Gas companies all at sea
Australia's soaring onshore labour costs in the LNG industry are forcing developers out to sea, where savings can be found
Escalating costs to build liquefied natural gas (LNG) plants on land in Australia, where energy workers earn the highest salaries in the world, are driving developers out to sea in search of billions of dollars in savings.
ExxonMobil plans to use the world's largest ship to turn gas into liquid at an offshore field, eliminating the need for investment in pipelines and port facilities. Woodside Petroleum is studying sea-based technology since ditching plans this month for an onshore plant for its Browse project.
After starting work on US$180 billion in LNG terminals on land, developers are considering about US$85 billion in floating projects to keep Australia competitive with suppliers in North America and East Africa. The floating export terminals will be built in Asian shipyards where labour costs are lower, including South Korea, the world's biggest shipbuilder after China.
"A lot of people have been saying Australian LNG is now over, it's going to be priced out of the market by US LNG exports and competition from Canada and East Africa," said Mark Greenwood, an analyst at Citigroup. "In our view, we are going to see continued investment in Australia, just a different sort."
The engineering challenges are massive. Royal Dutch Shell's Prelude vessel, vying to be the world's first floating LNG facility, will be as long as the Empire State Building and six times the weight of the largest aircraft carrier. Exxon proposes a vessel spanning 495 metres, or seven metres longer than the Shell plant.
Australian oil and gas workers earn US$163,600 a year on average, 35 per cent more than employees in the US and almost double the global average, according to a survey this year by recruiting company Hays and Oil and Gas Job Search. That compares with US$93,400 in Britain, according to the study, which analysed pay for engineers, geoscientists and related jobs.
Floating LNG may be almost 20 per cent cheaper than building a project on land for Woodside and its partners in the Browse project, including Shell. Using three offshore vessels to produce the gas would cost an estimated A$35 billion (HK$280 billion), compared with a cost of A$43 billion for a new development on land, John Hirjee a Melbourne-based analyst for Deutsche Bank, wrote in an April 12 report.
That's a cost of A$2.92 billion per million tonnes of output for a floating LNG project producing 12 million tonnes a year, compared with a cost of A$3.58 billion for a conventional plant, Hirjee said. Companies also can invest in floating LNG projects in phases rather than all at once, he said.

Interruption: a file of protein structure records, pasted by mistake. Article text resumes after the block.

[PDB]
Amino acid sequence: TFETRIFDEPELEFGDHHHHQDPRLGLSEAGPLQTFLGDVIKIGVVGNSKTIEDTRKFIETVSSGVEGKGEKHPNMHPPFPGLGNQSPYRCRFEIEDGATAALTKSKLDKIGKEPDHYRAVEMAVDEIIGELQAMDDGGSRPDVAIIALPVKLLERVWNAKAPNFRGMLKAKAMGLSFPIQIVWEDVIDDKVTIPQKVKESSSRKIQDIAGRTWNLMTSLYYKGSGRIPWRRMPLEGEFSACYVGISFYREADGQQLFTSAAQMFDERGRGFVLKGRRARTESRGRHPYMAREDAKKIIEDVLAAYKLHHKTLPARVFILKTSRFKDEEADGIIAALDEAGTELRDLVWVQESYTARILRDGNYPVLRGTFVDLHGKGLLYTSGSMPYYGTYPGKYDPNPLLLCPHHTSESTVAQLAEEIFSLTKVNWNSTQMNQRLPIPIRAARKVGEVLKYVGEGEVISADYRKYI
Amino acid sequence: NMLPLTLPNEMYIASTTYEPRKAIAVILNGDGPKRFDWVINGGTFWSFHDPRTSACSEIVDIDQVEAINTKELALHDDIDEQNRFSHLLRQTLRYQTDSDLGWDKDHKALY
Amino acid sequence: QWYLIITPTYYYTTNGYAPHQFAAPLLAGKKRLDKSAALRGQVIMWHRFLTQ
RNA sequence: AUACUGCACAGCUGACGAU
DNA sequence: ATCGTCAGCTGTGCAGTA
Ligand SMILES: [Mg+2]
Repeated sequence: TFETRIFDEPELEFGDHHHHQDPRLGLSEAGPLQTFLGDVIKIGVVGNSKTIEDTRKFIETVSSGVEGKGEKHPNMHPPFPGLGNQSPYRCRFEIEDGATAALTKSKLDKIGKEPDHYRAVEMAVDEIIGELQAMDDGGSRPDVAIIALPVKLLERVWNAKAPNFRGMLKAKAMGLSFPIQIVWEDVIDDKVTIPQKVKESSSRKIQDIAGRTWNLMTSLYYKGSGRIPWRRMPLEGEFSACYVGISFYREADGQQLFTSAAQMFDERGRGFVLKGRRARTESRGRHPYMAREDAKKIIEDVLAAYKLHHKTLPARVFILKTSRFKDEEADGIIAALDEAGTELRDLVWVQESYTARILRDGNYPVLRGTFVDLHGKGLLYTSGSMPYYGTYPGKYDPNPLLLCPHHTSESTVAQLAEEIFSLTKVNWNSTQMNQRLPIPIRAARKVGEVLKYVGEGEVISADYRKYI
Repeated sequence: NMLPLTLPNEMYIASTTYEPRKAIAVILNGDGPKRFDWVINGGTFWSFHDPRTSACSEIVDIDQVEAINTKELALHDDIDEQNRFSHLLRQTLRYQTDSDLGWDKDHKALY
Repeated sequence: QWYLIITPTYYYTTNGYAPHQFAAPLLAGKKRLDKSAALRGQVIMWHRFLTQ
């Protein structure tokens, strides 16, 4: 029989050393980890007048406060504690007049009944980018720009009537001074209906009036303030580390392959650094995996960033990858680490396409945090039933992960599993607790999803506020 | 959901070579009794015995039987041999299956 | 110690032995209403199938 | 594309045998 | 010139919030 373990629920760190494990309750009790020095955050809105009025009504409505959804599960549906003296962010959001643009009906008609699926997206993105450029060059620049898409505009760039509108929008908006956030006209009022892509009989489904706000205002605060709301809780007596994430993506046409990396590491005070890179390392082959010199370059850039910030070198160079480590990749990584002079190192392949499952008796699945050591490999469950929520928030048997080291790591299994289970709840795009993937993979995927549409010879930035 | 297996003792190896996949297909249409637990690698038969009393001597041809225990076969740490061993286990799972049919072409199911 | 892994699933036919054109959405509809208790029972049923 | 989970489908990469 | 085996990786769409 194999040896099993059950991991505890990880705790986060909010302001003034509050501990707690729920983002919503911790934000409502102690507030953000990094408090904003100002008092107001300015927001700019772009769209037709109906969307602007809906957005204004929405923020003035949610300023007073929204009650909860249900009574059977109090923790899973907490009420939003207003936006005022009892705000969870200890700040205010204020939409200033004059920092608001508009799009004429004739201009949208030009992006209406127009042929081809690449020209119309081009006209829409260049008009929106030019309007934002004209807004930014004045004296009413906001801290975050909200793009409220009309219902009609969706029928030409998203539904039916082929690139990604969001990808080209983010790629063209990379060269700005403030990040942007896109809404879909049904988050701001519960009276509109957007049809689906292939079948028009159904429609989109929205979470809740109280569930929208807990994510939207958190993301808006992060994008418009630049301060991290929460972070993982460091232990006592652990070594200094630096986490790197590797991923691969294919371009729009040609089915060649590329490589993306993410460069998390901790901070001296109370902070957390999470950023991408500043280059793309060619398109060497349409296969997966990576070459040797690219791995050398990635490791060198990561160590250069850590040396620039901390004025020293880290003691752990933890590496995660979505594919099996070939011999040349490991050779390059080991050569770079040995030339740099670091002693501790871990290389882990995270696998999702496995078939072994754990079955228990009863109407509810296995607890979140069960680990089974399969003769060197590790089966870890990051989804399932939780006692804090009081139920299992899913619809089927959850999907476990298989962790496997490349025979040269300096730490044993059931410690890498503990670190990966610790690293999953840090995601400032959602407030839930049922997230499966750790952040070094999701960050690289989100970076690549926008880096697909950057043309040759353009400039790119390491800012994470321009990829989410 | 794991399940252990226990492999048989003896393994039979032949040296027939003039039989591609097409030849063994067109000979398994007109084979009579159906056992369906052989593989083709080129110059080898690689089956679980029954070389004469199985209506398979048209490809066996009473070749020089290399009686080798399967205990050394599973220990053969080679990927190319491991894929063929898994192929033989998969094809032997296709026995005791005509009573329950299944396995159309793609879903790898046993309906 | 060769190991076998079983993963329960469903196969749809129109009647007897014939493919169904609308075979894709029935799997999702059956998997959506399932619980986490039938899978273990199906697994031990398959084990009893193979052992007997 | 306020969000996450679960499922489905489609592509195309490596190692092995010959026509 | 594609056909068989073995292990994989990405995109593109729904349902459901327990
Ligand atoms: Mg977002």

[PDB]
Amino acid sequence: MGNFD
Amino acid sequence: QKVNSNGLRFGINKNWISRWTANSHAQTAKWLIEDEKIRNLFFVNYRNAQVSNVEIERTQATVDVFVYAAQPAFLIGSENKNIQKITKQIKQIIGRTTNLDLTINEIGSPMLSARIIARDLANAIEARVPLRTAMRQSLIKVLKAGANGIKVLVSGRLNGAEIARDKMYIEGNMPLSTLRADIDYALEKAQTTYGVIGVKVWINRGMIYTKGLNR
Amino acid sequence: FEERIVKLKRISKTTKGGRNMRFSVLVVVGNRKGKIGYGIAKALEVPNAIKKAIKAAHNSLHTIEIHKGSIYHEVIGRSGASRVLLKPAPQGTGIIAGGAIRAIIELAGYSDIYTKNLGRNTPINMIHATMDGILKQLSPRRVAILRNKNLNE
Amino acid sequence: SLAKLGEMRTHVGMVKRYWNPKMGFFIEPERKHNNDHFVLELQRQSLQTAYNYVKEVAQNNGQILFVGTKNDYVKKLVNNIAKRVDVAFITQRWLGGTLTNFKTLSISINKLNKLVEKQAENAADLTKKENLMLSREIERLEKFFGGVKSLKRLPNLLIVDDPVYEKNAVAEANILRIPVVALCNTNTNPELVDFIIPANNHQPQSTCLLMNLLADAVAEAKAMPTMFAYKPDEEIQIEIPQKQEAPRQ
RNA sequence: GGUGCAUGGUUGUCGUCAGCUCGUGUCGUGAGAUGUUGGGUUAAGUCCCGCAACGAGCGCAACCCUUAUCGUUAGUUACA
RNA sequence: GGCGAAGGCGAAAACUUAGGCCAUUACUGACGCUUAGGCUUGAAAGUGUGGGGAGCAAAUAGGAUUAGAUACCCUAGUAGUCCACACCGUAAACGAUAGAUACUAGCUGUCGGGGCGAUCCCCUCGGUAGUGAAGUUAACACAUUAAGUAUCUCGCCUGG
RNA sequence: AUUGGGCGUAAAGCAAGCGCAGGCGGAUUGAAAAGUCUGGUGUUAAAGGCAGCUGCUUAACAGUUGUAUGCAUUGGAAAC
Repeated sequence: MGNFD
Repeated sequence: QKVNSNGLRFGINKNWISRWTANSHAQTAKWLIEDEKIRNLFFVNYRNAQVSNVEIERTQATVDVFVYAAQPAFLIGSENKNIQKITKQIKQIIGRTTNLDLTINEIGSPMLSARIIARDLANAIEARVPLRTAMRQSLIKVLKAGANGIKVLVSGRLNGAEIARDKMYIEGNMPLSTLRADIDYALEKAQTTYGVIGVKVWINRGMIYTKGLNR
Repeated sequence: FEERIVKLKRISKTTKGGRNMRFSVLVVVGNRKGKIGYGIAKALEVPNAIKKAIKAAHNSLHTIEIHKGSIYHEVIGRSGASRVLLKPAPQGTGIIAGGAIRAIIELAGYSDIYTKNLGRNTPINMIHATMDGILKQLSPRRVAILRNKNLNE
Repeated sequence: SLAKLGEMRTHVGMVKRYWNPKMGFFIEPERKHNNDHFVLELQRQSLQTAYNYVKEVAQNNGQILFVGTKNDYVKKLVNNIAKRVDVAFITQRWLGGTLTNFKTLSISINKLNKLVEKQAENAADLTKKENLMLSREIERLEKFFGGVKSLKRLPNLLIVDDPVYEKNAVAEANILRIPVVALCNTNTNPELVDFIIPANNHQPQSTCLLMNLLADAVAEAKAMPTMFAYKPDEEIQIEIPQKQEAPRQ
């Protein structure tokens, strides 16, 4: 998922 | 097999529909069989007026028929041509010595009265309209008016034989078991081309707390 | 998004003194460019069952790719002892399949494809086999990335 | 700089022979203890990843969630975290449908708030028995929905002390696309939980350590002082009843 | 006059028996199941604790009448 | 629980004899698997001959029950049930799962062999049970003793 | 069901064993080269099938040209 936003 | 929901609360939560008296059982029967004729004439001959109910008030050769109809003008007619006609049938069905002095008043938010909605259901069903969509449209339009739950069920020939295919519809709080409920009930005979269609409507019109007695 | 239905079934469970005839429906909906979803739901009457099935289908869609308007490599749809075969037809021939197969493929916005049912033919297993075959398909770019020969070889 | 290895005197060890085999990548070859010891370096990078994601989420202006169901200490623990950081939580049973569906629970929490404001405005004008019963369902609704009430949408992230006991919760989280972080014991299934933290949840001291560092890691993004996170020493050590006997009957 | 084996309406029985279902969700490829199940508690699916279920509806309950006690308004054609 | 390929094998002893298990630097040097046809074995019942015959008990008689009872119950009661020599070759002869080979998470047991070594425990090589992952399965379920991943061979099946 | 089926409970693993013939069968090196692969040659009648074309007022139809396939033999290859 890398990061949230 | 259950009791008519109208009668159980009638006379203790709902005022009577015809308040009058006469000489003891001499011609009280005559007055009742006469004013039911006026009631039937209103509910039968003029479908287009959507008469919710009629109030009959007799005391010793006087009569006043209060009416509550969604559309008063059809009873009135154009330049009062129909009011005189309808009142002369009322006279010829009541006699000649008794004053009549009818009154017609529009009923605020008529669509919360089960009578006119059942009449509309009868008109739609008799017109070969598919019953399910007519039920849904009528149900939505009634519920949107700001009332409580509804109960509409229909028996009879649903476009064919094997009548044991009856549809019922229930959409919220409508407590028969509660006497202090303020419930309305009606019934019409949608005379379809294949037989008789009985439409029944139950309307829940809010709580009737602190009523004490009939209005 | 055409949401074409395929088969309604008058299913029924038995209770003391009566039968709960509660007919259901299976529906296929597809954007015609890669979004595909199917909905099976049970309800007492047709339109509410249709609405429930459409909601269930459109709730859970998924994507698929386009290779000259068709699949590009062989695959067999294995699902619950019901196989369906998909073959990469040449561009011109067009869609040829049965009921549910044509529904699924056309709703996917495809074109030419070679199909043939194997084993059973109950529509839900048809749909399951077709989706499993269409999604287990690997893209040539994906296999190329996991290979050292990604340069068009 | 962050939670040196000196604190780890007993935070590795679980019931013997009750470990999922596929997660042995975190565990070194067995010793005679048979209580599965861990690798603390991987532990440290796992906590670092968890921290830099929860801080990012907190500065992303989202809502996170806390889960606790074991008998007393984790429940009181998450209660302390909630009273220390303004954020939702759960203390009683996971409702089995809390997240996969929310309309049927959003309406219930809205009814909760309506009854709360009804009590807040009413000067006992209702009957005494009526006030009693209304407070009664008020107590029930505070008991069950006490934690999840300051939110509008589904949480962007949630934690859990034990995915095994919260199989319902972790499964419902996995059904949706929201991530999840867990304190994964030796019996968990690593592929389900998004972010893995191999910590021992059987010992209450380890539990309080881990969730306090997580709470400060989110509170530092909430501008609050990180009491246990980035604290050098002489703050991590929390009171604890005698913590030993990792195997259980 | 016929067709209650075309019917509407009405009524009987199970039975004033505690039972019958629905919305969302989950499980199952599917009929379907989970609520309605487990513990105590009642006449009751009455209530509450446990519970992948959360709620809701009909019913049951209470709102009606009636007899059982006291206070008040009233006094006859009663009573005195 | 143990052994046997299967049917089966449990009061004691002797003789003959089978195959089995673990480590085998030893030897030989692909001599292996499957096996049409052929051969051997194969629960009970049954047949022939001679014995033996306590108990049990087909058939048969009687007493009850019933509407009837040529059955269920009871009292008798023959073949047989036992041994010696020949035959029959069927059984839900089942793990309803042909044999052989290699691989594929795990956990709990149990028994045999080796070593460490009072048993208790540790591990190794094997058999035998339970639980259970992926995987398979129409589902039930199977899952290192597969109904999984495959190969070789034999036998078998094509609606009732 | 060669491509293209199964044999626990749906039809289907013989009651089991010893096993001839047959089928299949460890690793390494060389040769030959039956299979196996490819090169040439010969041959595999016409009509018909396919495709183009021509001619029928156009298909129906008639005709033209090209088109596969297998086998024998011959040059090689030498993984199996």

Global LNG demand is estimated to grow to 400 million tonnes a year by 2020 from 240 million tonnes last year, said Neil Beveridge, a Hong Kong-based analyst at Sanford C. Bernstein.
Of the 90 million tonnes a year of new projects that need to be approved globally in the next three years to satisfy LNG demand by the end of the decade, as much as a third of that may come from proposed floating LNG plants and expansions of onshore developments in Australia, Beveridge said.
Australia's vast gas reserves and proximity to the largest import markets in Asia have put the nation in pole position to meet burgeoning demand in Japan, China and South Korea and become the world's biggest exporter within the decade. The country has six onshore projects with long-term contracts under construction, with the first of those starting next year, in addition to the three already operating.
The resources boom in Australia has inflated costs to the point where onshore developments are becoming too expensive, while the industry also faces increasing worldwide competition.
Woodside's onshore plant would have created as many as 8,000 jobs during construction and generated as much as A$50 billion in gross domestic product, according to the company's website. The decision to scrap the proposal came a month after Australia recorded its highest unemployment rate in three years.
Three gas export projects have received permission to ship LNG from Canada's Pacific Coast, with another in the US, on the Gulf Coast, according to data compiled by Bloomberg. Eni and Anadarko Petroleum agreed last year to build the world's second-largest LNG export plant in Mozambique.
While there is "upside" for future Australian LNG projects, global competition is rising, and buyers may want to diversify their supply sources away from Australia, said Gavin Thompson, the Beijing-based head of Asia-Pacific gas and power research at Wood Mackenzie.